SpaceX Successfully Launches Air Force's Secret X-37B Spy Plane Before Destructive Hurricane Irma Strikes
This marks the first time that SpaceX was granted the opportunity to use its Falcon 9 to launch the X-37B, and it shows that the Air Force has confidence in the rocket's reliability rating. The X-37B's four previous missions began with it being thrust into orbit atop an Atlas V booster. Given the top-secret nature of the X-37B's [spying] mission, there's little that we know about its orbit or what it could possibly be carrying aboard. We also don't know how long the X-37B will stay in orbit, although its last mission was nearly two years in length.
The X-37B, which looks somewhat like a miniature version of the retired Space Shuttle, has a wingspan of just under 15 feet and weighs around 11,000 pounds. It is also reusable, like the Space Shuttle, which helps to keep costs down.
“The many firsts on this mission make the upcoming OTV launch a milestone for the program,” said Randy Walden, the director of the Air Force Rapid Capabilities Office. “It is our goal to continue advancing the X-37B OTV so it can more fully support the growing space community.”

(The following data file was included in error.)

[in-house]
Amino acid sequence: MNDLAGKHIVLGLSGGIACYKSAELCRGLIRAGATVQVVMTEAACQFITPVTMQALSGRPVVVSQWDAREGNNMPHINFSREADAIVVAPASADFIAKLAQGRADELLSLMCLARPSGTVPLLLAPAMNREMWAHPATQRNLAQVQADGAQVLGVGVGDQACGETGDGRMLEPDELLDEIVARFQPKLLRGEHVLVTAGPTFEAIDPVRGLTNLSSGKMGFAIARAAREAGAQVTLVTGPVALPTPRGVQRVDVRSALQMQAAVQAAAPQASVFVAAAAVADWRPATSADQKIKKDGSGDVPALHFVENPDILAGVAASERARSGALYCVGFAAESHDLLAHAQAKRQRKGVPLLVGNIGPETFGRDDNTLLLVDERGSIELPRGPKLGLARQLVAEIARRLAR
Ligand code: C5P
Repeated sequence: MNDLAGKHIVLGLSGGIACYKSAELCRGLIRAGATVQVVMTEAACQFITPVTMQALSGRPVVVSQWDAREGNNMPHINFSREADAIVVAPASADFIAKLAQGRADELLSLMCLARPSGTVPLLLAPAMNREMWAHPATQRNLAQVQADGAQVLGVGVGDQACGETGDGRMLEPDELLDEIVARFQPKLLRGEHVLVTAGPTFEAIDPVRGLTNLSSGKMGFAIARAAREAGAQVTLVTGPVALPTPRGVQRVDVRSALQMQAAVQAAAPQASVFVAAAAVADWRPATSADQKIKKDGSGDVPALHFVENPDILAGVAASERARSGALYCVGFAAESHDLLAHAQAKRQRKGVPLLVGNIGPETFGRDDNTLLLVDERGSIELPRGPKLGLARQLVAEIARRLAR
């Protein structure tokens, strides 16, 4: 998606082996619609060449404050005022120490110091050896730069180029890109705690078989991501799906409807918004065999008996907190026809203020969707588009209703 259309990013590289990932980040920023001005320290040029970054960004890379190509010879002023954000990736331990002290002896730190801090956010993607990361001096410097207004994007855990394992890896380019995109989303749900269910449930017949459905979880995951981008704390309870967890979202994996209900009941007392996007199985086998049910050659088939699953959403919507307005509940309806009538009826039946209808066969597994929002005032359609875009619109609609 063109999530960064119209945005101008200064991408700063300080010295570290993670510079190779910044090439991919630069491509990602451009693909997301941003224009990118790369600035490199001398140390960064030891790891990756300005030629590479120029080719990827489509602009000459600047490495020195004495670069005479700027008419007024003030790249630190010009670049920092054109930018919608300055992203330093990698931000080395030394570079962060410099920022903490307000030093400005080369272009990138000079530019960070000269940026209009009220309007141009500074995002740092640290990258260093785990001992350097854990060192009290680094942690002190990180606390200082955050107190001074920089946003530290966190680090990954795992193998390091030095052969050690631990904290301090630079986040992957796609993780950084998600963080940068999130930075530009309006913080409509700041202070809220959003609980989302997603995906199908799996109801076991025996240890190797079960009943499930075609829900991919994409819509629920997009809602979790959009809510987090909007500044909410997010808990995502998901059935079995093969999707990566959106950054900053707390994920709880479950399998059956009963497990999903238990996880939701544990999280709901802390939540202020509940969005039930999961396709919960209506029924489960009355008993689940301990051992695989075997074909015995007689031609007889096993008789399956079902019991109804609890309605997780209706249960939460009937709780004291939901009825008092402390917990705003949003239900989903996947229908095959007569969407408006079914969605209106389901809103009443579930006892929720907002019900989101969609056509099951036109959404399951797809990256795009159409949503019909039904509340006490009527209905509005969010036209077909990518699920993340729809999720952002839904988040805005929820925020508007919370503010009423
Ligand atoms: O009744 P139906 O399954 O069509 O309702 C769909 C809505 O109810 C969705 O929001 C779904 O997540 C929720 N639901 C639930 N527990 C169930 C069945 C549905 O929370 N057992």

We should also mention that the commentators during this particular broadcast of the launch were definitely -- in nice terms -- more "buttoned down" in the way they discussed what was taking place. There wasn't the usual tag team of male and female cohosts with their "morning show" style banter, and no camera shots of the commentators (this is actually one of the more enjoyable aspects of typical SpaceX launches). One thing that wasn't missing, however, was the background applause of SpaceX employees watching the launch, particularly during the stage 1 separation and when the Falcon 9 boost stage successfully landed back at Cape Canaveral.
Yes, you read that correctly; this marked SpaceX's 16th overall successful landing of the Falcon 9 (and the seventh on terra firma).
SpaceX's successful launch took place as the massively destructive Hurricane Irma is barreling down towards the Florida coast. The southern tip of Florida will really begin to feel the effects of Irma, which is a currently a category 5 storm, this weekend.
Images courtesy U.S. Air Force